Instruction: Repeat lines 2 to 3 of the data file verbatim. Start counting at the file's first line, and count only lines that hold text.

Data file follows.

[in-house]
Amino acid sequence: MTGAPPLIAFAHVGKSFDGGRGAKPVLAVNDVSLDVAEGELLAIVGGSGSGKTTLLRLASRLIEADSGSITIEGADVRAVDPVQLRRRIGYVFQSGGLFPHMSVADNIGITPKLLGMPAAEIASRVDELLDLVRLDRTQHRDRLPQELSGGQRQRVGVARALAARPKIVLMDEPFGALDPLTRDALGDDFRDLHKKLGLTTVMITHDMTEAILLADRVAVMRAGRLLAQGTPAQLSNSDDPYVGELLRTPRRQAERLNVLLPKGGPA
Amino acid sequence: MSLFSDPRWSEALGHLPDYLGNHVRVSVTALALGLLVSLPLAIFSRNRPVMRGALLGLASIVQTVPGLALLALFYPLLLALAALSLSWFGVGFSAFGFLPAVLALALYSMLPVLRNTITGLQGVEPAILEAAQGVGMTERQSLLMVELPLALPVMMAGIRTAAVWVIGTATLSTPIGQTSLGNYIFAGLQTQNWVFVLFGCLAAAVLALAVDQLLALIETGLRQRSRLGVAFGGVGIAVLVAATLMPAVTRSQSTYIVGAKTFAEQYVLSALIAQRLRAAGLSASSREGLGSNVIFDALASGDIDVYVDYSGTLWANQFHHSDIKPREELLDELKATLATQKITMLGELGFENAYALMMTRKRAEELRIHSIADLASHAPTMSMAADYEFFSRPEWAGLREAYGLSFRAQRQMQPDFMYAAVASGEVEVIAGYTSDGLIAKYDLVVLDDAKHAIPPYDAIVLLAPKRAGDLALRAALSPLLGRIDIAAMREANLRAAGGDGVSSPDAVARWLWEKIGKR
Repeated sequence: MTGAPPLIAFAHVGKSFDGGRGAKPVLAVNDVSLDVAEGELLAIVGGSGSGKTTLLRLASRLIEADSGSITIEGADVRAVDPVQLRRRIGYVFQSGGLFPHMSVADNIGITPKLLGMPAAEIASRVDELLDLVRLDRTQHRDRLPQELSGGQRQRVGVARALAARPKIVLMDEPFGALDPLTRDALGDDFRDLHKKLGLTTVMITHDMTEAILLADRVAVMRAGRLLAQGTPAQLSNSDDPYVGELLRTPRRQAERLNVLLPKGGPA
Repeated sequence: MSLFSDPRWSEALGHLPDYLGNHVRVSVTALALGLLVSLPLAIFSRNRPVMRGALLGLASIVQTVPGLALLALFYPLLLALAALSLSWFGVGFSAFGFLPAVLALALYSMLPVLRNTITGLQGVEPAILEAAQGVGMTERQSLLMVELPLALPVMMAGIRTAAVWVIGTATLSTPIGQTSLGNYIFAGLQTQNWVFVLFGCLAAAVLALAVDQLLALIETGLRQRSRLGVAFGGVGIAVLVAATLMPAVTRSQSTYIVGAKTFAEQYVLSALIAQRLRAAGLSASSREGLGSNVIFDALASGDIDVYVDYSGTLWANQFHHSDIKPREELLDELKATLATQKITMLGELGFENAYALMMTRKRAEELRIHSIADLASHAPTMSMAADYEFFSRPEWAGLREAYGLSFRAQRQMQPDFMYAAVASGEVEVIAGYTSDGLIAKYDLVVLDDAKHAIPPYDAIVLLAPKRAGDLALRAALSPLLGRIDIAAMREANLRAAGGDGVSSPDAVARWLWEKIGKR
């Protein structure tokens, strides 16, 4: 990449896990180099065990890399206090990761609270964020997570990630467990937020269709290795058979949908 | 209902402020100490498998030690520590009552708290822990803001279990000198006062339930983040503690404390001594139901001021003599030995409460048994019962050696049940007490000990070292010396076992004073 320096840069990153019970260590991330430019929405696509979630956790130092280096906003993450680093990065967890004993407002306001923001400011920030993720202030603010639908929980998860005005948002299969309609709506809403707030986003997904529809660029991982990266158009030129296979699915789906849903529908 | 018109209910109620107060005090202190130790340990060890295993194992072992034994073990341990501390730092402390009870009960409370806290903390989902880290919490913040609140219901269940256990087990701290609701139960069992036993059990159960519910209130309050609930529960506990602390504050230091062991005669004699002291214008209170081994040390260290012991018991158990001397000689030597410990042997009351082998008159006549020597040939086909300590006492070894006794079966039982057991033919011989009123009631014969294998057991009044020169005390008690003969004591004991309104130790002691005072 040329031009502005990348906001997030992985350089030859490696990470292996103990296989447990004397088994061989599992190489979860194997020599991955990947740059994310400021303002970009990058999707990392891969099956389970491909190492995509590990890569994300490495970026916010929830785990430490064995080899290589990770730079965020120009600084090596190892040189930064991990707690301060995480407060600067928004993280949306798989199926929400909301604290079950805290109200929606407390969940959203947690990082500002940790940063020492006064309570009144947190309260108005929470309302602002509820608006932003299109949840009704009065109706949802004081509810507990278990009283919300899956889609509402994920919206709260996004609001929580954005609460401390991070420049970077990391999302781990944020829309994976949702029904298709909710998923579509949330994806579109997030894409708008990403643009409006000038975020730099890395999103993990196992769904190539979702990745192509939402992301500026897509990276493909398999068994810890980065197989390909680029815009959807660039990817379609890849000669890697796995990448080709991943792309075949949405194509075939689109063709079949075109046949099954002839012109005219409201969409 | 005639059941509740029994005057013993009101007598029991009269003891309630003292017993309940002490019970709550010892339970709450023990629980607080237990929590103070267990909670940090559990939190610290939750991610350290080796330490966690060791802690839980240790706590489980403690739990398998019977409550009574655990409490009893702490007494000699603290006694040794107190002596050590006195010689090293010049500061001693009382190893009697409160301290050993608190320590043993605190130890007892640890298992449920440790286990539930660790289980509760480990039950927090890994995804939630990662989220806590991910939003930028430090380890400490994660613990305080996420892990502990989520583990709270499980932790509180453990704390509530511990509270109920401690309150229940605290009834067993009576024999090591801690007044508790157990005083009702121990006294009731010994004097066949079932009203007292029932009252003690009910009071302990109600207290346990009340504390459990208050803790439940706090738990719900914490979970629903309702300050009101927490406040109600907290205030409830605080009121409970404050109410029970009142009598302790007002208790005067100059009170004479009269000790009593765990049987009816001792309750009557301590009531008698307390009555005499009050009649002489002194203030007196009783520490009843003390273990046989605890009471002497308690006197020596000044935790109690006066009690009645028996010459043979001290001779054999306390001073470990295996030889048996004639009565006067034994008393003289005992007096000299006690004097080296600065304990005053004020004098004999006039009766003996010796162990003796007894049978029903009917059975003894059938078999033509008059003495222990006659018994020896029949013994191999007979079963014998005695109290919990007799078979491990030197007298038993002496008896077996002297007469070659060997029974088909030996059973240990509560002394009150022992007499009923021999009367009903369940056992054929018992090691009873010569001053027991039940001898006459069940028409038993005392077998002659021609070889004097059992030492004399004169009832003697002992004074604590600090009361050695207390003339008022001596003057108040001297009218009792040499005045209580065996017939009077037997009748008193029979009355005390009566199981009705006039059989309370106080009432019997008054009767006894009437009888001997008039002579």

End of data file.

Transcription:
Amino acid sequence: MTGAPPLIAFAHVGKSFDGGRGAKPVLAVNDVSLDVAEGELLAIVGGSGSGKTTLLRLASRLIEADSGSITIEGADVRAVDPVQLRRRIGYVFQSGGLFPHMSVADNIGITPKLLGMPAAEIASRVDELLDLVRLDRTQHRDRLPQELSGGQRQRVGVARALAARPKIVLMDEPFGALDPLTRDALGDDFRDLHKKLGLTTVMITHDMTEAILLADRVAVMRAGRLLAQGTPAQLSNSDDPYVGELLRTPRRQAERLNVLLPKGGPA
Amino acid sequence: MSLFSDPRWSEALGHLPDYLGNHVRVSVTALALGLLVSLPLAIFSRNRPVMRGALLGLASIVQTVPGLALLALFYPLLLALAALSLSWFGVGFSAFGFLPAVLALALYSMLPVLRNTITGLQGVEPAILEAAQGVGMTERQSLLMVELPLALPVMMAGIRTAAVWVIGTATLSTPIGQTSLGNYIFAGLQTQNWVFVLFGCLAAAVLALAVDQLLALIETGLRQRSRLGVAFGGVGIAVLVAATLMPAVTRSQSTYIVGAKTFAEQYVLSALIAQRLRAAGLSASSREGLGSNVIFDALASGDIDVYVDYSGTLWANQFHHSDIKPREELLDELKATLATQKITMLGELGFENAYALMMTRKRAEELRIHSIADLASHAPTMSMAADYEFFSRPEWAGLREAYGLSFRAQRQMQPDFMYAAVASGEVEVIAGYTSDGLIAKYDLVVLDDAKHAIPPYDAIVLLAPKRAGDLALRAALSPLLGRIDIAAMREANLRAAGGDGVSSPDAVARWLWEKIGKR